David: "Coronation of Napoleon"
Zeshin Shibata
Beethoven: Coriolan Overture
Beethoven: "Leonora Overture" No. 3
Beethoven: "Appassionata"
Etienne Nicolas Mehul: "Joseph"
Spontini Gaspare
Spontini - La vestale
Gaspare Spontini
Bell Charles
Bonpland Aime Jacques Alexandre
Thompson David
Ascot Gold Cup
Slave Trade Act 1807
1808 Part I
Act Prohibiting Importation of Slaves
Peninsular War (1807–1814)
1808 Part II
Erfurt Congress
Napoleon III
Fries Jakob Friedrich
Goethe: "Faust"
Kleist: "Das Katchen von Heilbronn"
Walter Scott: "Marmion"
Arnim and Brentano: "Des Knaben Wunderhorn"
Achim Ludwig
1808 Part III
Daumier Honore
Honore Daumier
Caspar Friedrich: "The Cross on the Mountains"
Goya: "Execution of the Citizens of Madrid"
Ingres: "Oedipus and the Sphinx"
Spitzweg Carl
Carl Spitzweg
Philipp Otto Runge: "The Morning"
Beethoven: Symphonies No. 5
Beethoven: Symphonies No. 6 "Pastoral"
Gay-Lussac Joseph-Louis
Goethe and Napoleon meet at Erfurt
Robinson Henry Crabb
1809 Part I
Treaty of Dardanelles
Invasion of Martinique
War of the Fifth Coalition
Battle of Wagram
Peace of Schonbrunn
Gladstone William Ewart
Charles XIII
Treaty of Amritsar
Napoleon annexes Papal States
Lincoln Abraham
Abraham Lincoln
1809 Part II
Darwin Charles
Charles Darwin
On the Origin of Species by Natural selection
Ricardo David
Campbell Thomas
Thomas Campbell: "Gertrude of Wyoming"
FitzGerald Edward
Goethe: "The Elective Affinities"
Gogol Nikolai
Krylov Ivan
Рое Edgar Allan
Edgar Allan Poe
"The Raven"
"The Fall of the House of Usher"
Tennyson Alfred
Alfred Tennyson
"Idylls of the King"
"Lady of Shalott", "Sir Galahad"
1809 Part III
Caspar Friedrich: "Monk by the Sea"
Flandrin Jean-Hippolyte
Hippolyte Flandrin
Beethoven: Piano Concerto No. 5
Mendelssohn Felix
Mendelssohn - String Symphony No. 10 in B minor
Felix Mendelssohn
Spontini: "Fernand Cortez"
Maclure William
Sommerring Samuel Thomas
Braille Louis
Seton Elizabeth

George Morland. The Anglers' Repast
YEAR BY YEAR:  1800 - 1899
1804 Part II
Morland George

George Morland (London 26 June 1763 – 29 October 1804 Brighton) was an English painter of animals and rustic scenes.


George Morland by Henry Robert Morland
  George Morland, (born June 26, 1763, London, Eng.—died Oct. 29, 1804, London), English genre, landscape, and animal painter whose work was much imitated in England during the late 18th and early 19th centuries.

At age 10, Morland exhibited sketches at the Royal Academy and was apprenticed from 1777 to 1784 to his father, Henry Robert Morland, a painter and picture restorer. In 1780 his first signed engraving was published, and in 1781 his first oil painting, “A Hovel With Asses,” was exhibited at the Academy. He studied briefly at the Royal Academy schools and held his first one-man show of paintings on private premises. In July 1786 he married Anne Ward, sister to William Ward, the engraver.

After settling in London, Morland soon abandoned portraiture for sentimental rustic genre, which, through Ward’s engravings, satisfied a steady public demand for the picturesque. Morland’s best work occurred between 1787 and 1794, after which his painting deteriorated, and he alternated between periods of dissipation and concentrated work until his arrest for debt in 1799.

Encyclopædia Britannica


Two men hunting rabbits with their dog
George Morland
  Neoclassicism and Romanticism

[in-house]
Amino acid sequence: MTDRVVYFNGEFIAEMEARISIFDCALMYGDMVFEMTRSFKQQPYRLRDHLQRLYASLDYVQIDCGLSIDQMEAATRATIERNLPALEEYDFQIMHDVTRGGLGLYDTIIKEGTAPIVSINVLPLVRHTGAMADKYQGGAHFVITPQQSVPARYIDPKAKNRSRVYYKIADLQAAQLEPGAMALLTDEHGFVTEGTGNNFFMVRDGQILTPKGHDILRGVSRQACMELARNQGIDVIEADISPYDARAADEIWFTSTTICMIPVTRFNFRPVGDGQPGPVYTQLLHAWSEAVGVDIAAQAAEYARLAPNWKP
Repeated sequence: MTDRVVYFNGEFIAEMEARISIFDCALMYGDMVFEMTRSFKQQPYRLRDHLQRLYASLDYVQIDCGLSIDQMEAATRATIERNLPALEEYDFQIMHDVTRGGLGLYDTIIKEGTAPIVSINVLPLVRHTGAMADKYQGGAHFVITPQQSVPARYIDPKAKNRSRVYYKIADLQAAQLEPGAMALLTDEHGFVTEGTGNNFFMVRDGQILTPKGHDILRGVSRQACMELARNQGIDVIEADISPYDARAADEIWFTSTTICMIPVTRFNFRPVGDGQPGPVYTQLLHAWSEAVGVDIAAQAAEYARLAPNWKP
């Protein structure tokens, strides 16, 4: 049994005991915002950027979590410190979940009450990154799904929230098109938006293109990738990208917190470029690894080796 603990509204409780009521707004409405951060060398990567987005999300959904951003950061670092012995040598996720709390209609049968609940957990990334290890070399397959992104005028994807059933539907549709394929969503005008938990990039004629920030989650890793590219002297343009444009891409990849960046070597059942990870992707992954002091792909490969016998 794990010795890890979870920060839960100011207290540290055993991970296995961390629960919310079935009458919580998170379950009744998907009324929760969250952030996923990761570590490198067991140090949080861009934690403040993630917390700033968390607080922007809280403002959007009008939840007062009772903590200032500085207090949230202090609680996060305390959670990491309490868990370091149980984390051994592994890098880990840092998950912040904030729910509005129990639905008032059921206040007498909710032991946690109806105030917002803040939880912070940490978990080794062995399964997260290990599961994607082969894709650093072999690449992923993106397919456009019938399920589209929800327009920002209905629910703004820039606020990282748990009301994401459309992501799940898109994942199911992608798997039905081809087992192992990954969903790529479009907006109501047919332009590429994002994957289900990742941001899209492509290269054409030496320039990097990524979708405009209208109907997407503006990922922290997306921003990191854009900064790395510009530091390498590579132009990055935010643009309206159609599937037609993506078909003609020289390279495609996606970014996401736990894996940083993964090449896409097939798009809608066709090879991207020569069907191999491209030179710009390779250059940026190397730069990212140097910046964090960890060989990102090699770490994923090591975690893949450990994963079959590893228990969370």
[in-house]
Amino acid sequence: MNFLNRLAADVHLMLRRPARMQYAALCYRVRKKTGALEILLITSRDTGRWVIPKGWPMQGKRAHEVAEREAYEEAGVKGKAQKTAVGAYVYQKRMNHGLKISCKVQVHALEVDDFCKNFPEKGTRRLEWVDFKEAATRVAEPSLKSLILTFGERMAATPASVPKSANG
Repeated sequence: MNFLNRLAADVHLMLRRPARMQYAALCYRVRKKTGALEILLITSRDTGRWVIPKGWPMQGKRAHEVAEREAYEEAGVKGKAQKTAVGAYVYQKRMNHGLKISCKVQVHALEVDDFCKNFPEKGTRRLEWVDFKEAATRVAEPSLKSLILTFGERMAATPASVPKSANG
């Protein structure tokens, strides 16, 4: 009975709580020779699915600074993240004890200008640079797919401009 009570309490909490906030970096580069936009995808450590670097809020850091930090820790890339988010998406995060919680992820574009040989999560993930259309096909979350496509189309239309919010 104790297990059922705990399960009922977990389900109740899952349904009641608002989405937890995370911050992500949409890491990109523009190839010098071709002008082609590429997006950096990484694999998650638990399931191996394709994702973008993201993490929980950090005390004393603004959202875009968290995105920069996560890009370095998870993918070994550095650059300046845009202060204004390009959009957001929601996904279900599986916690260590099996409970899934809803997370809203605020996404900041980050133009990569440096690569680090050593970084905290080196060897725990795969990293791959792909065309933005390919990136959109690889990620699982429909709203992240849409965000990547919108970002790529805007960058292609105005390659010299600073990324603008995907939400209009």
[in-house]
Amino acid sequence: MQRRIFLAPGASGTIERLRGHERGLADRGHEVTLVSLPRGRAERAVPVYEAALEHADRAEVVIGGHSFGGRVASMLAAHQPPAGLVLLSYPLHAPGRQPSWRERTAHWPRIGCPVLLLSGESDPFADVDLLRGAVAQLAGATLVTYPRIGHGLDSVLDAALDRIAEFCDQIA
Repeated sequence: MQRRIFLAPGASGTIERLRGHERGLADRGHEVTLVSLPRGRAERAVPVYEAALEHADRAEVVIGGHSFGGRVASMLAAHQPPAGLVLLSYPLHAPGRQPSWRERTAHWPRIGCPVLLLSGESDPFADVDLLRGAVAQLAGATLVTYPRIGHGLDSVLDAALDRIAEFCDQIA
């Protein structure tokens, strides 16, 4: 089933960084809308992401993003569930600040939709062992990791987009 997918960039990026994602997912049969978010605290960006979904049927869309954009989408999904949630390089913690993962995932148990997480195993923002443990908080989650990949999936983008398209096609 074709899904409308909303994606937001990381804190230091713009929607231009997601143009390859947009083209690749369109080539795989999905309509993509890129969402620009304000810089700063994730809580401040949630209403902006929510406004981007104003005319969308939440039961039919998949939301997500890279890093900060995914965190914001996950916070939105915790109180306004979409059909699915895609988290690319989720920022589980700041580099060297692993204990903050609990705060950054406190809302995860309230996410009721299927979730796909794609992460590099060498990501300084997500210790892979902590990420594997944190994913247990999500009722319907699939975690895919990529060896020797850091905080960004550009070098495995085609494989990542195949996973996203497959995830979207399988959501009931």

Realism, Impressionism and
Schwind Moritz

Moritz von Schwind, (born Jan. 21, 1804, Vienna, Austria—died Feb. 8, 1871, Munich, Ger.), Austrian-born German painter who was a leading early Romantic portrayer of an idealized Austria and Germany—of knights, castles, and the provincial charm of his own time.


Moritz von Schwind
  Schwind was something of a bohemian in his youth. He joined the composer Franz Schubert’s circle of friends, roomed with him for a while, and painted the composer and his piano soirees. Like Schubert, he was neglected in his native city. Often in arrears, he once painted a signboard for a coffee house to settle his debts there.

After a fit of despair, and with the encouragement of the painter Julius Schnorr von Carolsfeld, Schwind moved in 1828 to Munich, where his work quickly fetched high prices. In 1847 he became a professor at the Munich Academy, painting a set of historical cartoons for the famed Wartburg Castle and a triptych for the Church of Our Lady at Munich. His travels abroad were followed by a commission to paint the windows of the Glasgow Cathedral.

Schwind is best known, however, for his pictures of honeymooners, leave-takers, musing wanderers, and the like. In these, sentimentality is tempered by genuine lyricism, sturdy craftsmanship, and a flair for precise detail.

Schwind’s closing years brought more commissions than he could handle; but this period was blighted by failing vision and by the sorrows of the Franco-German War, in which two of his nephews died in a single day.

Encyclopædia Britannica


Apparition in the Woods
Moritz von Schwind
  Neoclassicism and Romanticism
Realism, Impressionism and
Royal Watercolour Society

The Royal Watercolour Society (originally called the Society of Painters in Water Colours, briefly the Society of Painters in Oil and Watercolours, and for much of its existence the Royal Society of Painters in Water Colours) is an English institution of painters working in watercolours. It should not be confused with the separate organisation, the Royal Institute of Painters in Water Colours.

Its members, or associates, use the postnominal initials RWS. Members are elected annually by the membership: there were 6 new members elected in 2009, and 3 in 2010. The current president of the Royal Watercolour Society is Thomas Plunkett, who was elected in April 2012.